This is a bit old, but I don't think it's been mentioned on Hit & Run yet: Che Guevara's children are irked by the unauthorized use of the Argentina-born Cuban revolutionary's name and likeness on products such as T-shirts, posters, coffee mugs, refrigerator magnets, and vodka:

Aleida Guevara, the eldest of Guevara's four children by his second wife, Cuban revolutionary Aleida March, said the commercialization of her father's image contributed to tension between rich and poor in some countries.

"Something that bothers me now is the appropriation of the figure of Che that has been used to make enemies from different classes. It's embarrassing," she wrote during an Internet forum sponsored by Cuba's government ahead of what would have been her father's 80th birthday on June 14....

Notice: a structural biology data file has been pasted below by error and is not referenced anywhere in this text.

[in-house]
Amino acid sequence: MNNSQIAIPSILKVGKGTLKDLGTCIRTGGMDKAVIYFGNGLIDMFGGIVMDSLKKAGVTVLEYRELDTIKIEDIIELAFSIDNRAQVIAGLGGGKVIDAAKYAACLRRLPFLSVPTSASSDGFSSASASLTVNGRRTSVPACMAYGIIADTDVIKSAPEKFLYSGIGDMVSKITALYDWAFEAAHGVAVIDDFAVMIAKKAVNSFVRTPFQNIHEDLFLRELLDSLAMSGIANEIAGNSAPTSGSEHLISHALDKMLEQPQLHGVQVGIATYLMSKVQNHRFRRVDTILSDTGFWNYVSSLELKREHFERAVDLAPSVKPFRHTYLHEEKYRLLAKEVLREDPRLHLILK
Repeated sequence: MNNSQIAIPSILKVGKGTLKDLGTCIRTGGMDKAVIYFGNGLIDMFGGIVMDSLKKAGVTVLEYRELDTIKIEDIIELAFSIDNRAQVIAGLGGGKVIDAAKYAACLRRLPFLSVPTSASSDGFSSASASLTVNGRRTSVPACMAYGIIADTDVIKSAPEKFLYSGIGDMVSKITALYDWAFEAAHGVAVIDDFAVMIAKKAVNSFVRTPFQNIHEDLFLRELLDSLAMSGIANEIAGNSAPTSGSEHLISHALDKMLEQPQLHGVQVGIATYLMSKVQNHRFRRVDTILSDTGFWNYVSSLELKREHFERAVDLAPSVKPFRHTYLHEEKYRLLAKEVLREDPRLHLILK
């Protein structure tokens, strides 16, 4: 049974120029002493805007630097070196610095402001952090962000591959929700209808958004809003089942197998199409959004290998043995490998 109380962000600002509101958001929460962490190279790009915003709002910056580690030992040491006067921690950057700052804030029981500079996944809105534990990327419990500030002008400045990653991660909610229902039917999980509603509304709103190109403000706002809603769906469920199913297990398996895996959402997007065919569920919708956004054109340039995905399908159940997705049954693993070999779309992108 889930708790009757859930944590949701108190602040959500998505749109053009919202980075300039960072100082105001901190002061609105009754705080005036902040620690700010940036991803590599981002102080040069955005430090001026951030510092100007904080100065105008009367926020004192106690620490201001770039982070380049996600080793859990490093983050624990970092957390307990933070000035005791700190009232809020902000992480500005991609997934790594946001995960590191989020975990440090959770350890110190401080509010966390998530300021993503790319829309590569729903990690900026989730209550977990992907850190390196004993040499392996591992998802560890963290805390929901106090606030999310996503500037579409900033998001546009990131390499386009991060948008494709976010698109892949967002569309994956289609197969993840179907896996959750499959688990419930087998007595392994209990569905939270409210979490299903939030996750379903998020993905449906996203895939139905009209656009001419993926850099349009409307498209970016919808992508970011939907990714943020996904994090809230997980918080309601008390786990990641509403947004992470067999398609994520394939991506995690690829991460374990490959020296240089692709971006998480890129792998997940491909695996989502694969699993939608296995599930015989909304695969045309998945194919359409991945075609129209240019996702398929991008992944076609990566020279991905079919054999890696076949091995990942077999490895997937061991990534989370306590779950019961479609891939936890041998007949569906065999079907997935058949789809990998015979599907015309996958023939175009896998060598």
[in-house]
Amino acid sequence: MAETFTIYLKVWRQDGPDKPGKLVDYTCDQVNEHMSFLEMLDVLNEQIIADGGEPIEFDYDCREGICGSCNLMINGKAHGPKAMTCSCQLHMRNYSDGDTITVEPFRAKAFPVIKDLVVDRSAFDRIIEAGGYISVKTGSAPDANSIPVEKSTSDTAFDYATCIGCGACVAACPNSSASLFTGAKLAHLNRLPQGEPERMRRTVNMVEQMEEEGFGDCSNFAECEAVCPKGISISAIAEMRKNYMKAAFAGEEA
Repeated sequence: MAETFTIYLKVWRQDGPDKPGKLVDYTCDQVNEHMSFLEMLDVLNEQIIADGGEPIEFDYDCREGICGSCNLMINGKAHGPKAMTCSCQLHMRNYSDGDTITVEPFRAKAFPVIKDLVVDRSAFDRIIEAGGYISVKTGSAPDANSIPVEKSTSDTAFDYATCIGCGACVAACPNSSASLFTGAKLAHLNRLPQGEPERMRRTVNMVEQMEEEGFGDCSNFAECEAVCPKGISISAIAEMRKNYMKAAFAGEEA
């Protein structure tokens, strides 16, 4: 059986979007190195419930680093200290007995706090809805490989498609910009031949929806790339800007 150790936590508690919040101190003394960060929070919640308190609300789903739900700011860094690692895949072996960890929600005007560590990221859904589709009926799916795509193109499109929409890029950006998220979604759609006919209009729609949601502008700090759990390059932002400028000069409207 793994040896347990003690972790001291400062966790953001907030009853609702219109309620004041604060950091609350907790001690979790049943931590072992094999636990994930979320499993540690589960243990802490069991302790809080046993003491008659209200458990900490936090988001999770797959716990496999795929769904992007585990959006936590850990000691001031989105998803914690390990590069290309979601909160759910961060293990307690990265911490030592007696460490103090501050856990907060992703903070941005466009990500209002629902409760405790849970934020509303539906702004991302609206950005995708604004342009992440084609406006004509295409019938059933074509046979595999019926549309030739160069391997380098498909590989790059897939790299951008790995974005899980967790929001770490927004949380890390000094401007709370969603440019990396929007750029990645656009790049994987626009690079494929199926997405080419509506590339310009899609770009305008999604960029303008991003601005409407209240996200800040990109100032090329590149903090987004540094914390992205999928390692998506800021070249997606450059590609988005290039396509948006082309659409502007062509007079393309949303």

"We don't want money, we demand respect," wrote Guevara...

But Cuba's communist government also has worked hard to make money off of the revolutionary's image, stocking tourist shops with T-shirts, postcards and other trinkets bearing his face and three-letter signature.

Here's a win/win proposal: The Cuban government can retain all rights to Che's name and likeness if it lets Cubans freely own, transfer, and use other kinds of property.

Michael Moynihan on the cult of Che here. Kerry Howley on the commercial sullying of Genghis Khan's good name here and here

[Thanks to John Kluge for the tip.]